The second example is in some ways even more powerful for me.  I wasn’t the subject of the drama that was another patient a lady who was struggling with guilt about how she had “abandoned” her children in the face of her addiction and being on the end of a badly abusive relationship with a fairly nasty partner.  I was asked to play her partner.  My only role was to continue to tempt her away from her children (played by other patients) to come along with me in my addiction journey, playing on her love for me, her desire for the addiction etc.   In the middle of this drama unfolding with her literally playing out the pulls on her and how she felt it really struck me that I may never have hit my wife or treated my children as badly as some others but I was still without at doubt an abusive husband and father.  I put that addiction ahead of their well-being and my needs had always taken priority.  Back in our seats after this act, as it was discussed with the lady who was the subject and others made comment, I couldn’t hold the tears back and felt them rolling down my cheeks.  Not a sob but simply a quiet cry.  The facilitator noticed this and asked why.  I said I was the abusive partner in a way and how I’d seen a side of myself I’d never really acknowledged or wanted to.  He apologised saying he’d have preferred in retrospect to have played the partner himself.  You know what – today if I ever get to see him again I’ll tell him that actually it was not the wrong thing at all.  I’m not a paragon of fatherly or husbandly virtue but I’m vastly improved from where I was then and that moment really really helped me.   I also remember the spontaneous show of love from another patient who simply crossed the room without a word and held me in a hug for some seconds before saying she couldn’t stand by and watch someone be in that much pain alone when I was separated from those that I was causing pain too still, i.e. my wife and children and there was an irony beyond all irony there I was doing this to be “better”, but frankly my addiction was still causing me to abandon them in that time too!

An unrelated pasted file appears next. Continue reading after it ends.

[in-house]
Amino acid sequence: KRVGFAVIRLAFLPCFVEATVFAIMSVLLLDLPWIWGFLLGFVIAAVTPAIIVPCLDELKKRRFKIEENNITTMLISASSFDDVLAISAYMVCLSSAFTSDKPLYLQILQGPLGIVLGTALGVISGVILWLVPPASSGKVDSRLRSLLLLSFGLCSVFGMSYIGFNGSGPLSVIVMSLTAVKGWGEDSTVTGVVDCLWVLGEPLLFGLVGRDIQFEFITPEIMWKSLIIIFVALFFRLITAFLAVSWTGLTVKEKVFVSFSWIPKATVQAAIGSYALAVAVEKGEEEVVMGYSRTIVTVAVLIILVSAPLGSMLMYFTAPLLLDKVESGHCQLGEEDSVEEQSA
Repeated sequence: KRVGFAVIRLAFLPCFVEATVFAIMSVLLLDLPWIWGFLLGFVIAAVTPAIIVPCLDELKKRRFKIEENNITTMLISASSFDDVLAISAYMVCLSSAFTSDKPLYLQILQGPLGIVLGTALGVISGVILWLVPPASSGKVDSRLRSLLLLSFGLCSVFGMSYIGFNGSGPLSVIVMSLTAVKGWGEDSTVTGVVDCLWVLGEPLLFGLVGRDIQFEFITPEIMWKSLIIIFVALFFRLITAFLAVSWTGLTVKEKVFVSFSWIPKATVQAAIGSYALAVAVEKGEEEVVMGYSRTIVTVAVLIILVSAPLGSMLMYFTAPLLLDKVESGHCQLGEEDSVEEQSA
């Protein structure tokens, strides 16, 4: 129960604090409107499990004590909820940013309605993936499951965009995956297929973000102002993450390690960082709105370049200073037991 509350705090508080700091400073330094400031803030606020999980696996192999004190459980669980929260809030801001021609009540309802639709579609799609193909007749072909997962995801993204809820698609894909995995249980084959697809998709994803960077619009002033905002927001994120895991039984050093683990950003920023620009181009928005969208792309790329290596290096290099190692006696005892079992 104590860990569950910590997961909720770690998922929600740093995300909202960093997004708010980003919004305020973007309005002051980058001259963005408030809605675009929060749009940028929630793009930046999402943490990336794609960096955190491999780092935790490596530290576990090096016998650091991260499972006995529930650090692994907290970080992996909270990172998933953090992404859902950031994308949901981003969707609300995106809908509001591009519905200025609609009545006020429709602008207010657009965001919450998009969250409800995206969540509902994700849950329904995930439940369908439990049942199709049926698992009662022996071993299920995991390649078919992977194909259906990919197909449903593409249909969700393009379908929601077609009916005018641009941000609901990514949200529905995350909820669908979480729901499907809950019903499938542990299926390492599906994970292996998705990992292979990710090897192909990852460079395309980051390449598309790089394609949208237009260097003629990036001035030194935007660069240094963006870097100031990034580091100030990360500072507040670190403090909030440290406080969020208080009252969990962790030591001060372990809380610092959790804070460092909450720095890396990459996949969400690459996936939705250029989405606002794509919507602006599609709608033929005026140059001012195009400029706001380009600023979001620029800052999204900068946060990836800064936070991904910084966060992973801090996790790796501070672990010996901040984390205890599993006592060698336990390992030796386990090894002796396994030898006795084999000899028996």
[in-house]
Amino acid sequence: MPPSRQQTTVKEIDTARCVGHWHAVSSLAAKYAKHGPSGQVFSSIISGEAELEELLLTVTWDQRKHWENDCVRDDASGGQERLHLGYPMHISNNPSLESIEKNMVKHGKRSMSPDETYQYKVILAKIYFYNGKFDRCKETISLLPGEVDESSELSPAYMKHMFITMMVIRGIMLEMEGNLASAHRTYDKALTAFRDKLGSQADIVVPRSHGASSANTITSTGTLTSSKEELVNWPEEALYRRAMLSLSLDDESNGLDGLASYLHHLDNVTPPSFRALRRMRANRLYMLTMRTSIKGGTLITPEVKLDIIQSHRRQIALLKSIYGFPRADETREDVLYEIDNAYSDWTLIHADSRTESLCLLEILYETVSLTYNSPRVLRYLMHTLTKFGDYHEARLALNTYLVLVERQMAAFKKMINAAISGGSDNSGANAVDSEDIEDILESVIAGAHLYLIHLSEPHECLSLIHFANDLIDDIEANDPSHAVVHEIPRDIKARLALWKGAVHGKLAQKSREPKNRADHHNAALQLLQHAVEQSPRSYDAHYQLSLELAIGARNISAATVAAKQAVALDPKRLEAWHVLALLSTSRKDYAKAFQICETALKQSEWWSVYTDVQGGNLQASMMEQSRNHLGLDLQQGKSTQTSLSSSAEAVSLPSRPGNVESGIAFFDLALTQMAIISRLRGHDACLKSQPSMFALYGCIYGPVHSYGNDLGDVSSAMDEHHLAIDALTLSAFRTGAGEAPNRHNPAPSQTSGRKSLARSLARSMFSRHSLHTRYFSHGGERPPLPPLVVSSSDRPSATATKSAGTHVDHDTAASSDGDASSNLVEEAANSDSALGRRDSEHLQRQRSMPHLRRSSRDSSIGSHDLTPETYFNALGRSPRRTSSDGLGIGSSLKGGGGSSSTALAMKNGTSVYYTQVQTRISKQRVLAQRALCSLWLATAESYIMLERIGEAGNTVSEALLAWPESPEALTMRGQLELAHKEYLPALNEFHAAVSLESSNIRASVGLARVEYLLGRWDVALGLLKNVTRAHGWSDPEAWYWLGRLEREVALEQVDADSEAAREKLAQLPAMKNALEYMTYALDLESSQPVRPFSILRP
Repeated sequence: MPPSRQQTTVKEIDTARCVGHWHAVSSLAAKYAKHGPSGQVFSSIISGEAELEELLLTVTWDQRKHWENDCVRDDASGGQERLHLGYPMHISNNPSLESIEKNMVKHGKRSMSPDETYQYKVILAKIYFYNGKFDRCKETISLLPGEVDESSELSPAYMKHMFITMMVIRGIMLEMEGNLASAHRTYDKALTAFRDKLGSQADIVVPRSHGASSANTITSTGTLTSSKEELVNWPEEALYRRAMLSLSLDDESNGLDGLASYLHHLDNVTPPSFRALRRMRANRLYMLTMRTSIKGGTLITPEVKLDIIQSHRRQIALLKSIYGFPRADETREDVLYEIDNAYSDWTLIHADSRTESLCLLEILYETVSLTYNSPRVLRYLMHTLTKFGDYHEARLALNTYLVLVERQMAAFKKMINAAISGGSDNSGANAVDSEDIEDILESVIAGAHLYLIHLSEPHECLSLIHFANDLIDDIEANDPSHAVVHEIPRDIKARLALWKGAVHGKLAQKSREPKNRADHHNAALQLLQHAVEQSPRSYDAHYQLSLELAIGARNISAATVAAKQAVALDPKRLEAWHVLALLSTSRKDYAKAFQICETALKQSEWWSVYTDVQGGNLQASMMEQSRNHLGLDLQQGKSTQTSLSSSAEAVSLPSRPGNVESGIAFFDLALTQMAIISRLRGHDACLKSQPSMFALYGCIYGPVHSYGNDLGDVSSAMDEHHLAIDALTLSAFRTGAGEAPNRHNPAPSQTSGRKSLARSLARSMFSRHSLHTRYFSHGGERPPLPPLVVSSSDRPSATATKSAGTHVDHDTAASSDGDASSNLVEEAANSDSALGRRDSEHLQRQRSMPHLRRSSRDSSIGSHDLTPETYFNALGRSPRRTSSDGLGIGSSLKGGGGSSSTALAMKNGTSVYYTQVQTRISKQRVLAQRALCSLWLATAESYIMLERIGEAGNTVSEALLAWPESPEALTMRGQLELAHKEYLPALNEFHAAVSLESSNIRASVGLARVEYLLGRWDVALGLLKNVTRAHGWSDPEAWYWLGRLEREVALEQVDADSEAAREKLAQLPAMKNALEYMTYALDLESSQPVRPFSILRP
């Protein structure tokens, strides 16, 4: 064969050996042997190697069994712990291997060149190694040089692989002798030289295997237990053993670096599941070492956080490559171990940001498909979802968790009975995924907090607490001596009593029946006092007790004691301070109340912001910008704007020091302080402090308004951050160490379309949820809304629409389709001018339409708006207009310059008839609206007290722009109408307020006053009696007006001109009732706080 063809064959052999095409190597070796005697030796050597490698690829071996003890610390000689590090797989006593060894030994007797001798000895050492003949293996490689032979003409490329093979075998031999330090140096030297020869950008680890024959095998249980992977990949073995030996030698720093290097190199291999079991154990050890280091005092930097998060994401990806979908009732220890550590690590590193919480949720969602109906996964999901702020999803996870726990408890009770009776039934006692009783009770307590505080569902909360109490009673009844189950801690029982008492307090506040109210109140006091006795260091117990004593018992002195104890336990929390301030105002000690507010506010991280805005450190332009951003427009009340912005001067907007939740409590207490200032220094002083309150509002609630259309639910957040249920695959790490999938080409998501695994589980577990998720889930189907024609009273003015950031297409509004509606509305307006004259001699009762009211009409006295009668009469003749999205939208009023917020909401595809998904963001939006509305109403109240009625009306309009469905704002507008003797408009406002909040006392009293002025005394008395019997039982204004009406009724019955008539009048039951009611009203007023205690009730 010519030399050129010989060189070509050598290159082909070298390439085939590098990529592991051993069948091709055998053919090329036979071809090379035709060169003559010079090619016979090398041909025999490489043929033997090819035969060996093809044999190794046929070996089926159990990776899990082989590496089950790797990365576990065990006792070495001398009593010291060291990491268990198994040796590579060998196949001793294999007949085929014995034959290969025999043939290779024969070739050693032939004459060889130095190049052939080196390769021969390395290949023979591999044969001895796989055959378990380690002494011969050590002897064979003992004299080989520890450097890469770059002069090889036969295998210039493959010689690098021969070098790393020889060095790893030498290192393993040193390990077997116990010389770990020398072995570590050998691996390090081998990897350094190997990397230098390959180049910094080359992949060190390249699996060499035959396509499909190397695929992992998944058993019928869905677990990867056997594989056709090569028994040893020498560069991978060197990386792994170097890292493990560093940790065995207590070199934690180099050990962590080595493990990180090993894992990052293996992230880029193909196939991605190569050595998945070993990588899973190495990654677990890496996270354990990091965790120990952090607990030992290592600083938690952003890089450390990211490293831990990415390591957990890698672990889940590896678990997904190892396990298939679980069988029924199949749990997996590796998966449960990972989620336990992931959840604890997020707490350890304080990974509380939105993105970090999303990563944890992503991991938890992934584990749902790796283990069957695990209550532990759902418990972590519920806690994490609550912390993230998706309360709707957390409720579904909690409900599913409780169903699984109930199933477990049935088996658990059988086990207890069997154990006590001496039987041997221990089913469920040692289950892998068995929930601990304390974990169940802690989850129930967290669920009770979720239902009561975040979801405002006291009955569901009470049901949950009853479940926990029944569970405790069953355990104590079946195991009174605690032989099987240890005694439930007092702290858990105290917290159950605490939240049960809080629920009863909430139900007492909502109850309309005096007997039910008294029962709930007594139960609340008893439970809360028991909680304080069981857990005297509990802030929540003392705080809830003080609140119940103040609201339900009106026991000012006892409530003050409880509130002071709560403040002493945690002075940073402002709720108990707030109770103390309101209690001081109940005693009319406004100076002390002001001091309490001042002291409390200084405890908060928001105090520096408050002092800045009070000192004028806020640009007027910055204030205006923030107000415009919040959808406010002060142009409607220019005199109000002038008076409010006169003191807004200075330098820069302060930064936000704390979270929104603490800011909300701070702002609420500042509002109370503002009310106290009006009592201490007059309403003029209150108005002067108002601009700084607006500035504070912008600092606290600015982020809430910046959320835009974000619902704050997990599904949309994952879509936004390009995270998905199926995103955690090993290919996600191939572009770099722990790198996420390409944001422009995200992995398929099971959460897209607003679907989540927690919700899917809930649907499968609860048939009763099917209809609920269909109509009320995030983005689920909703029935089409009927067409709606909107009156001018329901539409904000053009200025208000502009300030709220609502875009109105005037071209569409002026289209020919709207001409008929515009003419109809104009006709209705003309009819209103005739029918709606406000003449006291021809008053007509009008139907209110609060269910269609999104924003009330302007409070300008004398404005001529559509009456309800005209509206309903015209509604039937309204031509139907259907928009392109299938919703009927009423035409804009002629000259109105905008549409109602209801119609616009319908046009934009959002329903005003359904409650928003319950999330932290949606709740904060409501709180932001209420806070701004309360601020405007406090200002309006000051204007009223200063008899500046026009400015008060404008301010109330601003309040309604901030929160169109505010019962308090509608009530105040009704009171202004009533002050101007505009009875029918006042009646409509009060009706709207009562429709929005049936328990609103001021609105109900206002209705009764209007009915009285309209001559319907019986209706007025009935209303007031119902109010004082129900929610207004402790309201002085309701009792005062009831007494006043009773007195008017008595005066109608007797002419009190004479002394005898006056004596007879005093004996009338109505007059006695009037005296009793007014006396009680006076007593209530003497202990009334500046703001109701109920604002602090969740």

I remember that many of the patients would roll their eyes when Psychodrama was approaching or make disparaging remarks about it in our social times.  I can’t say I jumped in with enthusiasm, I can’t say at times I found it embarrassing for me or others or that I found it at times without relevance to me or frankly at times the message was totally escaping my puny brain.   But it provided two of the most starkly, stunningly revelatory moments of my time in treatment.  The use of it is in Faulks book is a similar revealing moment for the main character within the novel.  It was reading that that made me realise how much it made me learn about myself in a fraction of a second.  If today I was encouraged by my counsellor to seek out an opportunity to take part in Psychodrama I would – with worry, concern etc. but I’d not hesitate to get that insight.  It is such a gift.  A really powerful gift.

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About furtheron

Music and guitar obsessive who is a recovering alcoholic to boot
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3 Responses to Psychodrama

  1. Untipsyteacher says:

    Dear Furtheron,
    Wow. This indeed was powerful.
    I can now look back at some of my therapy over the years, and see the truths that I missed the first time.
    xo
    Wendy

  2. I’d never heard of Psychodrama. I started this post with an eye-roll. I sure don’t feel that way now. What a horrific thing to have to go through. It almost seems cruel to make someone do it. It reminded me of poor Alex in A Clockwork Orange who was unable to look away from the violence and horror being jammed in his head. Is this a torture with a happy ending?

    Killer post, Graham.

  3. Syd says:

    Participated in “roll playing” which is what it was called with a therapist I saw. It was powerful. I remember it was about bringing out memories from childhood and how I did not really get the parenting that was healthy. It was emotional and gut wrenching. Some of it still haunts me. Powerful stuff.